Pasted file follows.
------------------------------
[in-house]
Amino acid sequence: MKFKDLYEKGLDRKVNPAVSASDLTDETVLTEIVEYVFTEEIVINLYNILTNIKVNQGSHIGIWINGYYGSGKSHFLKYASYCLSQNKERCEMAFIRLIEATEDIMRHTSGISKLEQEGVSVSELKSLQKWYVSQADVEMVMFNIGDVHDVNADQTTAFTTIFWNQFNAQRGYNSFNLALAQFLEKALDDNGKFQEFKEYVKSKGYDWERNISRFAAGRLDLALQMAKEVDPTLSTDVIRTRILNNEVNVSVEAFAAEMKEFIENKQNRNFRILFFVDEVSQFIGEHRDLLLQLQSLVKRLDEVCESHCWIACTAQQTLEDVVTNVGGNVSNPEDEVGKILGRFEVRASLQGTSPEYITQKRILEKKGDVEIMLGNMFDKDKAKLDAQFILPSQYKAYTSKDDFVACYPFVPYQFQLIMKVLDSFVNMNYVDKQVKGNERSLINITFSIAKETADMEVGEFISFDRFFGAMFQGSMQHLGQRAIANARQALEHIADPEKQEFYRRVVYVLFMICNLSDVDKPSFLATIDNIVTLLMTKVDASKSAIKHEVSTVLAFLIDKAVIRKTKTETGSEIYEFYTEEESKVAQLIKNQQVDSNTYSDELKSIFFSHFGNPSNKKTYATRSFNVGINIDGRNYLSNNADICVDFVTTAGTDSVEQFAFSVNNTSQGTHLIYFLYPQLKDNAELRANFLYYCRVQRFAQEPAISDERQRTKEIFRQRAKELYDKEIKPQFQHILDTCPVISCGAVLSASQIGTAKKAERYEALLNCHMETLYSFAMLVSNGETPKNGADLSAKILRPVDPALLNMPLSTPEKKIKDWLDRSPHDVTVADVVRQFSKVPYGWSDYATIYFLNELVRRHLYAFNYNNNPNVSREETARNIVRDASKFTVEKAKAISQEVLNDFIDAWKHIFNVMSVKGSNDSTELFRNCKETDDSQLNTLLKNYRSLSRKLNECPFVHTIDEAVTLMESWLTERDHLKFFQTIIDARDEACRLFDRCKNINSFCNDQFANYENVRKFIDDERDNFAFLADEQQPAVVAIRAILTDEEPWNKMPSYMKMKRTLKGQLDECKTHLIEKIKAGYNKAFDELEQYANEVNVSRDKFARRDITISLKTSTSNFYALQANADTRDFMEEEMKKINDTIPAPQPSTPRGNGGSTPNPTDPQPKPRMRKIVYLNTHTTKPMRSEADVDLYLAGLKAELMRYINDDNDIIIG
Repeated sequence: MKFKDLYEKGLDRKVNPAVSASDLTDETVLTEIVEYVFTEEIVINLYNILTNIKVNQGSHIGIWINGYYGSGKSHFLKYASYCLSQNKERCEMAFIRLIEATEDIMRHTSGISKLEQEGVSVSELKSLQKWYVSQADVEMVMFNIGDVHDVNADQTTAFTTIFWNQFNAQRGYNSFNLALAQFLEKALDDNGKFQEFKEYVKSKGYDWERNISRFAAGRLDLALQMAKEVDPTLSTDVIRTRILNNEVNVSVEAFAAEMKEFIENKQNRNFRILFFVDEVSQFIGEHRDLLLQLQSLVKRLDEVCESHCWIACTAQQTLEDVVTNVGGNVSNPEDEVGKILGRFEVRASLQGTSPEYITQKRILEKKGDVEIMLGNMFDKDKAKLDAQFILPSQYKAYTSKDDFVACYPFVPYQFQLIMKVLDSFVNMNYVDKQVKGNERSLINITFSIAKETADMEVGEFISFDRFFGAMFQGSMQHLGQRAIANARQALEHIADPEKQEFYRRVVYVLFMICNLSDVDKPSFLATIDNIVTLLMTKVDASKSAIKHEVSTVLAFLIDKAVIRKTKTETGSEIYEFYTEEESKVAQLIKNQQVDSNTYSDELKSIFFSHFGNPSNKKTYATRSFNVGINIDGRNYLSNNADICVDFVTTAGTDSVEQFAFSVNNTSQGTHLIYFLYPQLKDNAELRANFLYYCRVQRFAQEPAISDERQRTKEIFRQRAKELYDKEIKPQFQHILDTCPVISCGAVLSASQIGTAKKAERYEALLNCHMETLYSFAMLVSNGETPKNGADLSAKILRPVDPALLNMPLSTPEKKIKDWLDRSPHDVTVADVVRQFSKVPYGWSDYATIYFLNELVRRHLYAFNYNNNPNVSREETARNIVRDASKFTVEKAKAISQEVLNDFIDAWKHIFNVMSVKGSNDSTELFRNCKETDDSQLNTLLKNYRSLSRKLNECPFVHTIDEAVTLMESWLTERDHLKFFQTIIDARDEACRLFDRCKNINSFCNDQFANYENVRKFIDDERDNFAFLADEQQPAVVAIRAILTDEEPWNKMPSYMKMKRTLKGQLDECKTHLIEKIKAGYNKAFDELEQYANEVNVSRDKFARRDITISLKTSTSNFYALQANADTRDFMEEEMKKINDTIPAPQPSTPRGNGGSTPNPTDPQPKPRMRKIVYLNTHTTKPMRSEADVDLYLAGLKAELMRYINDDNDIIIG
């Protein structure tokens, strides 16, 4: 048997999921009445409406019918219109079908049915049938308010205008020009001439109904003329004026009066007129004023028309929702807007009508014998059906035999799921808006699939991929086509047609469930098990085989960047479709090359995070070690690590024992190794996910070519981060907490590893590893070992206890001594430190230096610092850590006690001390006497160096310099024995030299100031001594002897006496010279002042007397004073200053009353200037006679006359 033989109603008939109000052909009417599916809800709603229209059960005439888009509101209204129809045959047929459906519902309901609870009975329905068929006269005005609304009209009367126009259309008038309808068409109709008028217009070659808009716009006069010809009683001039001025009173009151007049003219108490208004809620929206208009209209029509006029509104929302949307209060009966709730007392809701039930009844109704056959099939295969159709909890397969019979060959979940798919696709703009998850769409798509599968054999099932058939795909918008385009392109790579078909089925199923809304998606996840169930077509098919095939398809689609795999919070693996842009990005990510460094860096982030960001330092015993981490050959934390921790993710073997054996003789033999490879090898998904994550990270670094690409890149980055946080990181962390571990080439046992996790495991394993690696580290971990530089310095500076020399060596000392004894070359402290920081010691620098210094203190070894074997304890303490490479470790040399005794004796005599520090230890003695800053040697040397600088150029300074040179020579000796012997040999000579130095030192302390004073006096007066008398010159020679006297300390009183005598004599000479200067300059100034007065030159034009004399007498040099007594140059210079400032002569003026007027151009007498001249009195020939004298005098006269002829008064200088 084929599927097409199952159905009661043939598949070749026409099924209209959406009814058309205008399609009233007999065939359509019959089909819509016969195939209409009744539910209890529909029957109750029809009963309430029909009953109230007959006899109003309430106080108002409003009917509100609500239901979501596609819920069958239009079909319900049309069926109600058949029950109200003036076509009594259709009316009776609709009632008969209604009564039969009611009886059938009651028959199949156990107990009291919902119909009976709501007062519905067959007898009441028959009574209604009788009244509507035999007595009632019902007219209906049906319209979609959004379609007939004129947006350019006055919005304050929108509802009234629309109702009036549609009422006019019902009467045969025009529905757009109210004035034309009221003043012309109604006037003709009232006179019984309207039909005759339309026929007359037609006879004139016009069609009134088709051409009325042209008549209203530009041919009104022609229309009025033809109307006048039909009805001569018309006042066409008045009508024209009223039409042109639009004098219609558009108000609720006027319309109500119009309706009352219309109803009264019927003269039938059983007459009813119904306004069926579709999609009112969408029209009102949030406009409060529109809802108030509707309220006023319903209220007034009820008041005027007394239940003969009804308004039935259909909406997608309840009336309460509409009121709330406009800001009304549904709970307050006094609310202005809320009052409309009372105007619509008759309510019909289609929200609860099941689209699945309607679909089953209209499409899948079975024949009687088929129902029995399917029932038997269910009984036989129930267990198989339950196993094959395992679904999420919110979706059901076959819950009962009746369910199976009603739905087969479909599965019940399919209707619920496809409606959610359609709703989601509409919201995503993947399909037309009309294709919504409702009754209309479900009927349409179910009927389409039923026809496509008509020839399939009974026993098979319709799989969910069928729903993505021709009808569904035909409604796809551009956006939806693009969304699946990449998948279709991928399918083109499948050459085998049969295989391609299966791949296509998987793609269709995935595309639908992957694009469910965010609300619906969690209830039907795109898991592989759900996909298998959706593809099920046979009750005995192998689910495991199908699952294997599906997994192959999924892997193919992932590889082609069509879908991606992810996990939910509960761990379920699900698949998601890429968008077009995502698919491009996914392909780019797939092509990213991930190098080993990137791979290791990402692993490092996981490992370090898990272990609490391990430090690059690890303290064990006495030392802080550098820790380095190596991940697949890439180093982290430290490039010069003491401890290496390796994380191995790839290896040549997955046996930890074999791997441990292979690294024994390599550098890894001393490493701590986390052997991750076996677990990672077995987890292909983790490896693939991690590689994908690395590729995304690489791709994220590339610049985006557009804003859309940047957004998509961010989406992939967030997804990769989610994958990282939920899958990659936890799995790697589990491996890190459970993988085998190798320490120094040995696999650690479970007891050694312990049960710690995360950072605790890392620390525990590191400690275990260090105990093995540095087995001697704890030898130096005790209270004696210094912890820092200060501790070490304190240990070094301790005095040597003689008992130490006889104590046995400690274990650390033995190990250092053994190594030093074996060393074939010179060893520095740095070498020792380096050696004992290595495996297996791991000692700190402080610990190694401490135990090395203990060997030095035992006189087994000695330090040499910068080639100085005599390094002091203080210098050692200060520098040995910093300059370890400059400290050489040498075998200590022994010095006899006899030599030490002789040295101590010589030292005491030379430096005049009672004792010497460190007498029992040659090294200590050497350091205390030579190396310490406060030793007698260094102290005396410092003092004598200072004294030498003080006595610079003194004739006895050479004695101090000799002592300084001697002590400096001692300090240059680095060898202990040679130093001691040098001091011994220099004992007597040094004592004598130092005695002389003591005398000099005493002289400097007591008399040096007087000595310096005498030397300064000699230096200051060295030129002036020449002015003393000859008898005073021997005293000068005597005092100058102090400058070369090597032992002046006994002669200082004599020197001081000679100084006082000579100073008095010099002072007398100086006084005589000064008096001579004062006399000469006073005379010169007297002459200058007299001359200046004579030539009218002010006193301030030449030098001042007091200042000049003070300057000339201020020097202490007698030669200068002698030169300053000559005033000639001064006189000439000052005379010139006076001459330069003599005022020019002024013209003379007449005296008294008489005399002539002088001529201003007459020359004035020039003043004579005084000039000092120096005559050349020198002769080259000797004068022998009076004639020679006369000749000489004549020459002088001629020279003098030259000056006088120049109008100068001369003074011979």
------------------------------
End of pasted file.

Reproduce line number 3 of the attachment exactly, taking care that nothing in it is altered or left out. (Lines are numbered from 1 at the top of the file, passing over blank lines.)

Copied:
Repeated sequence: MKFKDLYEKGLDRKVNPAVSASDLTDETVLTEIVEYVFTEEIVINLYNILTNIKVNQGSHIGIWINGYYGSGKSHFLKYASYCLSQNKERCEMAFIRLIEATEDIMRHTSGISKLEQEGVSVSELKSLQKWYVSQADVEMVMFNIGDVHDVNADQTTAFTTIFWNQFNAQRGYNSFNLALAQFLEKALDDNGKFQEFKEYVKSKGYDWERNISRFAAGRLDLALQMAKEVDPTLSTDVIRTRILNNEVNVSVEAFAAEMKEFIENKQNRNFRILFFVDEVSQFIGEHRDLLLQLQSLVKRLDEVCESHCWIACTAQQTLEDVVTNVGGNVSNPEDEVGKILGRFEVRASLQGTSPEYITQKRILEKKGDVEIMLGNMFDKDKAKLDAQFILPSQYKAYTSKDDFVACYPFVPYQFQLIMKVLDSFVNMNYVDKQVKGNERSLINITFSIAKETADMEVGEFISFDRFFGAMFQGSMQHLGQRAIANARQALEHIADPEKQEFYRRVVYVLFMICNLSDVDKPSFLATIDNIVTLLMTKVDASKSAIKHEVSTVLAFLIDKAVIRKTKTETGSEIYEFYTEEESKVAQLIKNQQVDSNTYSDELKSIFFSHFGNPSNKKTYATRSFNVGINIDGRNYLSNNADICVDFVTTAGTDSVEQFAFSVNNTSQGTHLIYFLYPQLKDNAELRANFLYYCRVQRFAQEPAISDERQRTKEIFRQRAKELYDKEIKPQFQHILDTCPVISCGAVLSASQIGTAKKAERYEALLNCHMETLYSFAMLVSNGETPKNGADLSAKILRPVDPALLNMPLSTPEKKIKDWLDRSPHDVTVADVVRQFSKVPYGWSDYATIYFLNELVRRHLYAFNYNNNPNVSREETARNIVRDASKFTVEKAKAISQEVLNDFIDAWKHIFNVMSVKGSNDSTELFRNCKETDDSQLNTLLKNYRSLSRKLNECPFVHTIDEAVTLMESWLTERDHLKFFQTIIDARDEACRLFDRCKNINSFCNDQFANYENVRKFIDDERDNFAFLADEQQPAVVAIRAILTDEEPWNKMPSYMKMKRTLKGQLDECKTHLIEKIKAGYNKAFDELEQYANEVNVSRDKFARRDITISLKTSTSNFYALQANADTRDFMEEEMKKINDTIPAPQPSTPRGNGGSTPNPTDPQPKPRMRKIVYLNTHTTKPMRSEADVDLYLAGLKAELMRYINDDNDIIIG